Boys and Girls: How Different Are Their Brains?
“Boys are good at math and science – they’re not very good at attention and emotions. Girls are good at language and reading – they’re not so good at visual processing and being aggressive.” Have you ever been in a conversation that starts out that way? While we all recognize cognitive gender differences, the real question is whether these differences are hard-wired into our neurons or culturally derived? Are we born with scientific ability or language ability or are our skills and preferences influenced by experience and societal expectations?
While some gender differences seem innate, the evidence suggests they are not. For example, infant boys like dolls as much as girls do, because of the natural attraction to faces. Some girls like trucks. I did. Some boys like dolls and clothes. I even know some men who have more shoes than I do. However, as a society, we have expectations of what girls play with and what boys play with. Scientifically there is no evidence that preferences for dolls and trucks are genetically predetermined.
When it comes to mental abilities, males and females overlap more than they are different. Boys may start out reading later and may not show the same fluency when young. But as adults, both genders speak about the same number of words on average and the overlap in reading ability is much larger than the differences.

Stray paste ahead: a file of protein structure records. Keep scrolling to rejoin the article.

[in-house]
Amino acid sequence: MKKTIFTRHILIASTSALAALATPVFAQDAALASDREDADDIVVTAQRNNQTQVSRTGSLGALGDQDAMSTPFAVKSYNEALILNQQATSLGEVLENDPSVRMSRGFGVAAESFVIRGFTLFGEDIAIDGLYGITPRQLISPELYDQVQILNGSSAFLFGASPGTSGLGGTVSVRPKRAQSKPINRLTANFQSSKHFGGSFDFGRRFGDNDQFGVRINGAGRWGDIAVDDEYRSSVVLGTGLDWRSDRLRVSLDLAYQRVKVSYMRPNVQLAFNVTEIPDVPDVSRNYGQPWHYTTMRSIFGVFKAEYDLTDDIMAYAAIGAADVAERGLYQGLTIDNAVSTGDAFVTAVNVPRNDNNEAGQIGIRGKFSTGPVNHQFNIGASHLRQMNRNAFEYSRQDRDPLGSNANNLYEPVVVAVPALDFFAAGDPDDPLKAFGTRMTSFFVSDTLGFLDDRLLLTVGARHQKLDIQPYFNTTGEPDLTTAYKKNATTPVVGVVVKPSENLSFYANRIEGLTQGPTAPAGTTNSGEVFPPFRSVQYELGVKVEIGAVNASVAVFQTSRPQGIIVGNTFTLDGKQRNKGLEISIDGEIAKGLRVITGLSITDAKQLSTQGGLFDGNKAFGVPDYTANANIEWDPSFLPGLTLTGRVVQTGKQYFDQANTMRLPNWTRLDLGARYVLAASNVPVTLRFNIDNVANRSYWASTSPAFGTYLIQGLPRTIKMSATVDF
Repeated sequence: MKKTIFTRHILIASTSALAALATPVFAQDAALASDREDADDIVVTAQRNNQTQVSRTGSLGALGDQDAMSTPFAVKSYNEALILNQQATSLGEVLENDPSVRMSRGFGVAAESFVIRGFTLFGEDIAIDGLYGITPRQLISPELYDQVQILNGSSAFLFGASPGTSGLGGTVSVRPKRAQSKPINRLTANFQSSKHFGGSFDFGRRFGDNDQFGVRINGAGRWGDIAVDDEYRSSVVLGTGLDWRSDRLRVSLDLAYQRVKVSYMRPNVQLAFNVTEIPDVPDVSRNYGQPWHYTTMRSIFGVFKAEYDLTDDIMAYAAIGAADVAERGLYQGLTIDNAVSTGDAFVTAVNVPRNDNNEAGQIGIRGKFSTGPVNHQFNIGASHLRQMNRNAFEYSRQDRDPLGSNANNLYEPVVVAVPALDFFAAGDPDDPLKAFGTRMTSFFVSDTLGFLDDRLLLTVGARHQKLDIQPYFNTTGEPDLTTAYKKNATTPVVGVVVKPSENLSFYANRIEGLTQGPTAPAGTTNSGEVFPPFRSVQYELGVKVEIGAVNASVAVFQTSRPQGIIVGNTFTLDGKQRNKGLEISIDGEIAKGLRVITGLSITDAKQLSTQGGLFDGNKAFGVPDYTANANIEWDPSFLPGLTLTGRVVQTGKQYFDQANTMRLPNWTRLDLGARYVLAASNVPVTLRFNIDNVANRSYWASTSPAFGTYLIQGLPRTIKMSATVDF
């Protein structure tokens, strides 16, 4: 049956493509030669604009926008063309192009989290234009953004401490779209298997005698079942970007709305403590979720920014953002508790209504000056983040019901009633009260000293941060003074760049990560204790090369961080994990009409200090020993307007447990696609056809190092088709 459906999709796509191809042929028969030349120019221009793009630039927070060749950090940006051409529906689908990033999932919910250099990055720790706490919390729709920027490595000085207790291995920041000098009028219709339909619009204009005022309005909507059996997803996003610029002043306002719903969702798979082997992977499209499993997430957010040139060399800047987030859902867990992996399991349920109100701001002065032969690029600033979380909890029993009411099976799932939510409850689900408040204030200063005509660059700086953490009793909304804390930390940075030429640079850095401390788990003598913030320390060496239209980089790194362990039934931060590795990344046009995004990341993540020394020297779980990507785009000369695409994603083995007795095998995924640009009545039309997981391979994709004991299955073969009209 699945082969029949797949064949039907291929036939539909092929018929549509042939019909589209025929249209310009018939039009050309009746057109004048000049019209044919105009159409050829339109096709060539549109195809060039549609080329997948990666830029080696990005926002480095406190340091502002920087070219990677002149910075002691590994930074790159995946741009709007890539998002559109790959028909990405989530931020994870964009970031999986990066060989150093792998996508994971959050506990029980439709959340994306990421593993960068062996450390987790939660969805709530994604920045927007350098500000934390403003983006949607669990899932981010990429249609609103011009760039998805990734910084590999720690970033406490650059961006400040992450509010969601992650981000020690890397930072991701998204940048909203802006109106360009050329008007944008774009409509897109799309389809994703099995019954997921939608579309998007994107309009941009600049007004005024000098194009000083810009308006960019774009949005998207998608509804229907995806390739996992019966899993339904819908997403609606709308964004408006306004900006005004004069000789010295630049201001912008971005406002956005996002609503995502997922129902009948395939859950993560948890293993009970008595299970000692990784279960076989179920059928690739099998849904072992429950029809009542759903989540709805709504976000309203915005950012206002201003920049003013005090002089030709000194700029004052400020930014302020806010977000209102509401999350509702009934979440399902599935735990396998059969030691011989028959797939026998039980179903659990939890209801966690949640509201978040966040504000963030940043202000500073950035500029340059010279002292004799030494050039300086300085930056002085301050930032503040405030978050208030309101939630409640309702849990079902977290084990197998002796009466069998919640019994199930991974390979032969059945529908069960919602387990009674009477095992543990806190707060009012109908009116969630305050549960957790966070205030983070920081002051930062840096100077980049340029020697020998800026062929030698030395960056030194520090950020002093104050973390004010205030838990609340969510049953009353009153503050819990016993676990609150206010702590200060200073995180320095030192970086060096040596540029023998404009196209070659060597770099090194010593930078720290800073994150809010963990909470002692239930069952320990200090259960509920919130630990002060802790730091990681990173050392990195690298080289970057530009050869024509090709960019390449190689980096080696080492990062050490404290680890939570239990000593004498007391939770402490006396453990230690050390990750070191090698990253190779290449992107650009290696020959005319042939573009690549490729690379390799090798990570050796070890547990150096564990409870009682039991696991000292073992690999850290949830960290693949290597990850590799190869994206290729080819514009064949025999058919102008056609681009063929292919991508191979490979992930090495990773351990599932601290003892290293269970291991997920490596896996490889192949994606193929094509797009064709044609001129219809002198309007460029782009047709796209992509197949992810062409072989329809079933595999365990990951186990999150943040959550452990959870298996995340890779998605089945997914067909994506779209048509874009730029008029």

Moreover, research is beginning to show how the right experiences enable mental processing skills to be developed. With the right training, girls can develop the same targeting skills that boys seem to come by naturally. Boys can develop stronger attention skills, allowing them to divide their attention like girls seem to do with little effort. The key is to recognize that the experience that causes those skills to develop doesn’t need to be left to chance. Quality training (such as with BrainWare Safari) can enhance many skills that underlie our ability to succeed in the world around us – whether or not they seem to be gender-associated.